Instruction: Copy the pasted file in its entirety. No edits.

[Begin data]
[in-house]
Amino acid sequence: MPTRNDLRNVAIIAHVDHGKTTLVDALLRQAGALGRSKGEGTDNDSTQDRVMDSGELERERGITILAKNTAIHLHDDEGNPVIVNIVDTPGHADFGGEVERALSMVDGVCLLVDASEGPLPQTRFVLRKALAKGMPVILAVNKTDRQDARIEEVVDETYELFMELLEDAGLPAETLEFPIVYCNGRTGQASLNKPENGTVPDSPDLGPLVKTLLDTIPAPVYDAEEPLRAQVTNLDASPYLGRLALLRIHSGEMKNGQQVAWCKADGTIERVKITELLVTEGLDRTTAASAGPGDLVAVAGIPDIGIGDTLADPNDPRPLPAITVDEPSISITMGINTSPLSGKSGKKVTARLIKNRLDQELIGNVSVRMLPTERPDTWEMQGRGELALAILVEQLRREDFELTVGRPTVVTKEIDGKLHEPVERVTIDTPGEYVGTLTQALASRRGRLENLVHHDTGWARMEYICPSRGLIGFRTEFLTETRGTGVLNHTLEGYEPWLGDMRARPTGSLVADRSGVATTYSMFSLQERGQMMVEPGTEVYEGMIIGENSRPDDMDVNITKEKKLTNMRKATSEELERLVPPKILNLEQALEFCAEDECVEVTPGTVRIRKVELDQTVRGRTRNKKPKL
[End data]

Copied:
[in-house]
Amino acid sequence: MPTRNDLRNVAIIAHVDHGKTTLVDALLRQAGALGRSKGEGTDNDSTQDRVMDSGELERERGITILAKNTAIHLHDDEGNPVIVNIVDTPGHADFGGEVERALSMVDGVCLLVDASEGPLPQTRFVLRKALAKGMPVILAVNKTDRQDARIEEVVDETYELFMELLEDAGLPAETLEFPIVYCNGRTGQASLNKPENGTVPDSPDLGPLVKTLLDTIPAPVYDAEEPLRAQVTNLDASPYLGRLALLRIHSGEMKNGQQVAWCKADGTIERVKITELLVTEGLDRTTAASAGPGDLVAVAGIPDIGIGDTLADPNDPRPLPAITVDEPSISITMGINTSPLSGKSGKKVTARLIKNRLDQELIGNVSVRMLPTERPDTWEMQGRGELALAILVEQLRREDFELTVGRPTVVTKEIDGKLHEPVERVTIDTPGEYVGTLTQALASRRGRLENLVHHDTGWARMEYICPSRGLIGFRTEFLTETRGTGVLNHTLEGYEPWLGDMRARPTGSLVADRSGVATTYSMFSLQERGQMMVEPGTEVYEGMIIGENSRPDDMDVNITKEKKLTNMRKATSEELERLVPPKILNLEQALEFCAEDECVEVTPGTVRIRKVELDQTVRGRTRNKKPKL